Work Out a Schedule
Most teachers and experts agree that a schedule is essential. Each morning, write down what needs to be done that day – whether it's your child’s school work, your own deadline or errands. Check what your child’s teacher has set that day and also work in some physical exercise, outdoor time, as well as much-needed down time: whatever form that may take. How much a child can achieve in one go depends on their age: smaller chunks of work for younger children but even older children need to take a break, get up, take a walk or get a drink.
Use your child’s regular schedule as a starting point. Wake-up time shouldn’t be much later than usual, despite what they might prefer. Make sure they are up, dressed and ready by the time that school normally begins.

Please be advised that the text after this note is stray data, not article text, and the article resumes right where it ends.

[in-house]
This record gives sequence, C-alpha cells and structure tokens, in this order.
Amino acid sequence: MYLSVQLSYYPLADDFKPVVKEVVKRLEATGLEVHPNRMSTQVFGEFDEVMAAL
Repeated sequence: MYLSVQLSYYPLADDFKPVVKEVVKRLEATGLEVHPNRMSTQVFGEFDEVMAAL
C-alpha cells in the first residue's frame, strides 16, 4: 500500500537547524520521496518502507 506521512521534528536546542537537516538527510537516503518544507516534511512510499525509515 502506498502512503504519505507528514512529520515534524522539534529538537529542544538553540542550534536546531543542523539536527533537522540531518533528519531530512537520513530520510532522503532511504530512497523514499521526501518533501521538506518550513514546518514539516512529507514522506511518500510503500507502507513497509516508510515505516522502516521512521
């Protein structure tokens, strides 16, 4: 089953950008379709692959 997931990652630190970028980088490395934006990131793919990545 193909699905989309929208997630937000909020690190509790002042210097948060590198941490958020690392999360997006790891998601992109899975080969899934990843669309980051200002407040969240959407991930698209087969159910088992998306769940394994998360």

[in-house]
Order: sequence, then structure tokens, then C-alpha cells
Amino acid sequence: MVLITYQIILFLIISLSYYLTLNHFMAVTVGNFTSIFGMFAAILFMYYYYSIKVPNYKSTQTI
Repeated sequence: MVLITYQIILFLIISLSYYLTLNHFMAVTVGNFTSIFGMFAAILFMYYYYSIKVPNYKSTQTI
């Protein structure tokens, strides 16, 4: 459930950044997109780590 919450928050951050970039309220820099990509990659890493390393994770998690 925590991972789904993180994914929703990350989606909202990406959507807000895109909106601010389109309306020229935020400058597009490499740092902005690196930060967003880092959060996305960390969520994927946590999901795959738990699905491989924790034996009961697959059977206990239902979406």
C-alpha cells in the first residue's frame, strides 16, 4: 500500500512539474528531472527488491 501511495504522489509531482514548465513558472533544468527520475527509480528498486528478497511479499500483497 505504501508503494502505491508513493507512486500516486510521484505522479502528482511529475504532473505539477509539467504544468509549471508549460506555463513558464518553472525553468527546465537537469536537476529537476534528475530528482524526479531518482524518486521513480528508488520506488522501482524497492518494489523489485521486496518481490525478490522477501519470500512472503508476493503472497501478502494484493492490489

Try to find different quiet places to work throughout the day; morning work could be at the kitchen table, reading could be in the living room and afternoon study could be in your child’s room.
Serve lunch around the same time as school and this can also be a good time for your child to take a break to catch up with a classmate or friend using FaceTime or the Microsoft Teams App. This provides social engagement with peers and create a sense of normality.